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  1. #11
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    I personally like switching POV, and I've seen it done well by various authors, both as 3rd person, and as multiple first person. My own novel-in-progress is multiple 1st person. (I gave examples of good novels with multiple 1st-person in the last thread I started.) Like Emily said, I think the POV shifts should be marked by separate chapters.
    Last edited by Gaylen Moore; 11-08-2011 at 11:19 AM.



  2. #12
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    POV (yes, the 'cool term' for point of view) isn't so bad, at least from my perspective. At times I actually like the added dimension of it as long as its done well.

  3. #13
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    So I wonder why TV shows and movies can easily get away with head-hopping or switching POVs.

  4. #14
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    Apples and grapefruit. Visual arts are multidimensional (writing arts aren't--except for those old children's sniff and feel--and, sometimes, listen to canned sounds--books) and film arts don't get into thoughts at all--unless, on rare occasion, when they include a narrator speaking a character's thoughts. There may be a few cases where narrators are speaking more than one character's thoughts in a single film, but I'd be surprised if you could name an instance. Headhoppy is mostly irrelevant in TV/movie films. You aren't in a TV/movie character's head. You see what they do and you listen to what they say and to what other's say about them--and you figure out what they are thinking from this. This isn't headhopping.

    I'm afraid you are exhibiting mutiple and multidimensional examples of not getting it, Sunaya. Once again, you appear to be grossly out of your depth. And once again, I suggest you stop taking us for a ride here and go back to square one and learn from the bottom up--for ourself, not by using others as a crutch.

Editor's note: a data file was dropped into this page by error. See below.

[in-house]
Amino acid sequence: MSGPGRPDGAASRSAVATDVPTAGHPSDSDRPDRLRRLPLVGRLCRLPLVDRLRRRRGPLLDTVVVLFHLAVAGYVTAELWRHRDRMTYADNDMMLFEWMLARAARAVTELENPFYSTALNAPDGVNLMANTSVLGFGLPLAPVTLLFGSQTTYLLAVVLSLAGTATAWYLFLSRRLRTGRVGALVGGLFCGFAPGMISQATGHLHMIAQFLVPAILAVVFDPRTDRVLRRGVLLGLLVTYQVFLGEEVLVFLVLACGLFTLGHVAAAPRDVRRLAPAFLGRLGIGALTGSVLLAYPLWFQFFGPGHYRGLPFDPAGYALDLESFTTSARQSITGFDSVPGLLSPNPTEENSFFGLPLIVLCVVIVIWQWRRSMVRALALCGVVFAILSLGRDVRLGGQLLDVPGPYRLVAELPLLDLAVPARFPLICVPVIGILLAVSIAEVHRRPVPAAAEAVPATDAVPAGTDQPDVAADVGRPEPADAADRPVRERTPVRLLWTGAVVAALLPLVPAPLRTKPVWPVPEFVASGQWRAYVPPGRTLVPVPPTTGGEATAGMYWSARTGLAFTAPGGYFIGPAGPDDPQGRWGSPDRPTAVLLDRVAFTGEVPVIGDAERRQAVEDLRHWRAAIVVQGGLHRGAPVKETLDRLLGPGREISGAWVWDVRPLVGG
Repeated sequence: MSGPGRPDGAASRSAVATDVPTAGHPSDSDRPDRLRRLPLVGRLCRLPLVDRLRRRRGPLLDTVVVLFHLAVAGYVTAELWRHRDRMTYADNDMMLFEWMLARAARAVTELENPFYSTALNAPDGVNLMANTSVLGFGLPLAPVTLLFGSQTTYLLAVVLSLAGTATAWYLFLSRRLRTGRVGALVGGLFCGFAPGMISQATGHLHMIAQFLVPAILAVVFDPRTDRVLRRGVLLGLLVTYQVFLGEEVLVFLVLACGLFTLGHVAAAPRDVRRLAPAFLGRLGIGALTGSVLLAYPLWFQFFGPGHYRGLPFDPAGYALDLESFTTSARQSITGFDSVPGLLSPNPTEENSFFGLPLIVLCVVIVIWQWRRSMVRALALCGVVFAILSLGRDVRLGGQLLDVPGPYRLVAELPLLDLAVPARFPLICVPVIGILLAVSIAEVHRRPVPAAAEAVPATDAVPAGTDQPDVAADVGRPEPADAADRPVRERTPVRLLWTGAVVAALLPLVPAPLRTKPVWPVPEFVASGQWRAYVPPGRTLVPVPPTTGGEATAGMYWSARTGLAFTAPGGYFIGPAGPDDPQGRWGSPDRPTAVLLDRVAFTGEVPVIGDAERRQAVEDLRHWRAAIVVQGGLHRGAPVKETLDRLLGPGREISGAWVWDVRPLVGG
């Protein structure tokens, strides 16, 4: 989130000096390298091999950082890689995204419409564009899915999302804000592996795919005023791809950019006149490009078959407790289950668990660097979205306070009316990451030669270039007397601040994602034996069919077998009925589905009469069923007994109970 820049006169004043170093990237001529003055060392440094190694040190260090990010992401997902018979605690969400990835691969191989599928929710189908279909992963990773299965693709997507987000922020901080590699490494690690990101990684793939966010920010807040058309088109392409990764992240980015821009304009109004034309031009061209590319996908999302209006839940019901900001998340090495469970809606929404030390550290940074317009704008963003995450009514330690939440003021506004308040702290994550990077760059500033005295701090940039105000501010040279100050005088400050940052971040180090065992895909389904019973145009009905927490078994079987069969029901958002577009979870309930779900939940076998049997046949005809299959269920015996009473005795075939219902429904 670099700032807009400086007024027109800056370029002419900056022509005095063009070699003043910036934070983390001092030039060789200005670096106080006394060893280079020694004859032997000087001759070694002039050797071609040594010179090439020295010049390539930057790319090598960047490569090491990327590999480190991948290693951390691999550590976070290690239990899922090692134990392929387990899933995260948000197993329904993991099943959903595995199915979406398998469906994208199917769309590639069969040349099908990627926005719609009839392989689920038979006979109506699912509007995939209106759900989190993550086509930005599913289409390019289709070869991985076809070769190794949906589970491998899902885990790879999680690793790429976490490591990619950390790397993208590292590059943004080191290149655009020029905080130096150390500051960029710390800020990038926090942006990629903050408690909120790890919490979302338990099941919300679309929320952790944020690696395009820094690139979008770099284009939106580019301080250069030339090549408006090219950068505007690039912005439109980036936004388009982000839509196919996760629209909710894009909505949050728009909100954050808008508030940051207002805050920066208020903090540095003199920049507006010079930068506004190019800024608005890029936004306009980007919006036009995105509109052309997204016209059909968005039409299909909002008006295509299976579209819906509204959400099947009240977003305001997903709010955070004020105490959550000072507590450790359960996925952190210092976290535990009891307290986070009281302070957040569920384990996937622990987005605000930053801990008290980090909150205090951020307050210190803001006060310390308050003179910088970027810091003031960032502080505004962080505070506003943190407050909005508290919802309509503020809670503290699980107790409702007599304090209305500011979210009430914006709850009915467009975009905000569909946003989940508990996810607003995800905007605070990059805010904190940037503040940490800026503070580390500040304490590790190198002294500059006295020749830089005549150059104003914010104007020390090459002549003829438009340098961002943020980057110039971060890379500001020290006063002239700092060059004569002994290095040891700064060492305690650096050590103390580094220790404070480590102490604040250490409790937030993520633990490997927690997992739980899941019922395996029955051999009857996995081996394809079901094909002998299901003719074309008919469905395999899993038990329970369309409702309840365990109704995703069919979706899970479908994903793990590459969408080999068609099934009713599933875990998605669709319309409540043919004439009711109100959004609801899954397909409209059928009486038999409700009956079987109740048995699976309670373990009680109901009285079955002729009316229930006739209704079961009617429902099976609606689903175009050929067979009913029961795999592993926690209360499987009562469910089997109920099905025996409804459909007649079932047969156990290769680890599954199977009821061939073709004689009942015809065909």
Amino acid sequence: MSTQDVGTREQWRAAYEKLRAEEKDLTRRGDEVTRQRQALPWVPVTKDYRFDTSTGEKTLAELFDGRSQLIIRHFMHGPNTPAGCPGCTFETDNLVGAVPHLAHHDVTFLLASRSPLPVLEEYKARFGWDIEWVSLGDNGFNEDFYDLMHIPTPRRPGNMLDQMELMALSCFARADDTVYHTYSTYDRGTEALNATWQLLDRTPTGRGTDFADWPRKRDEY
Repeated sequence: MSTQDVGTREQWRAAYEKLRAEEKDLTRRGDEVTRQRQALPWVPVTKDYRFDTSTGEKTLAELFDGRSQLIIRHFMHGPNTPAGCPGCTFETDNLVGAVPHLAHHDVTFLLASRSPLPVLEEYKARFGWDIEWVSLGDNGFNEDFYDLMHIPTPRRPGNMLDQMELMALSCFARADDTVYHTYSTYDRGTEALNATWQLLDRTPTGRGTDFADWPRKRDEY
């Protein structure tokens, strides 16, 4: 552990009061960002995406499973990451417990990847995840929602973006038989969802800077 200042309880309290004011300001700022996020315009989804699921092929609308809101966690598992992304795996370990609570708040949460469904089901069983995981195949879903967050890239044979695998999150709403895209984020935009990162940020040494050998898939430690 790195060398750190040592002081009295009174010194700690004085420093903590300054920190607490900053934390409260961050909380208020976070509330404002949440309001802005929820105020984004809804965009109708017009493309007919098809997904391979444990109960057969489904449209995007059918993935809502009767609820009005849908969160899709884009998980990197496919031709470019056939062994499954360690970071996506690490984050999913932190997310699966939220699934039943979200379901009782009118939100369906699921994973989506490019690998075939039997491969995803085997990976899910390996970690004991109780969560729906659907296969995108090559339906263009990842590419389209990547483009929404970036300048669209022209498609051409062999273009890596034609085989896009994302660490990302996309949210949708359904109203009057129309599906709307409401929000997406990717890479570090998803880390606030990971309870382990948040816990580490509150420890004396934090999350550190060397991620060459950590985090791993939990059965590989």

5. #15
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    Sorry about that. I was just curious.

  6. #16
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    I have to agree with Gaylen, I like reading books that switch points of view. Some of Stephen King's books switch view for a paragraph or two, and I doubt that anyone but fellow writers or editors even notice it was done. Good luck Sunayna!!!

  7. #17
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    Don't mind the changing POV so long as it's written well and the transition is smooth. You'll have a great time learning how to change from 1st to 3rd if you use examples that are available online and elsewhere. Most authors change at the end of a chapter because that's when scenes climax, and it's then that any new or returning characters mesh well with the storyline.

  8. #18
    Senior Member Avonne Writer's Avatar
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    Robin - I was under the assumption we were talking changing "head speak" as in, hopping from one character 1st person to another character 1st person. Not 1st person POV to third. Maybe I was mistaken.

  9. #19
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    Like Avonne, I was not thinking of this thread in terms of switching between 1st and 3rd, but now that you mention it, I would love to hear some discussion of this. My impression is that 1st-to-3rd, or vice versa, is basically always discouraged, but I know of at least one example of a novel that does this: Louise Erdrich's "Love Medicine" changes POV from one character to another, and some of the chapters even switch to 3rd person. The switches are chapter to chapter, never within a chapter. Overall, it reads a lot like a collection of short stories, but all the stories are tied together like novel chapters, so overall it is still a novel. I guess the bottom line is that anything is possible if you are a good enough writer.

    Do any of you know of any other examples of novels that do this?

  10. #20
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    Grafton does this well with her V is for Vendetta novel.

    http://www.amazon.com/V-Vengeance-Ki.../dp/0399157867

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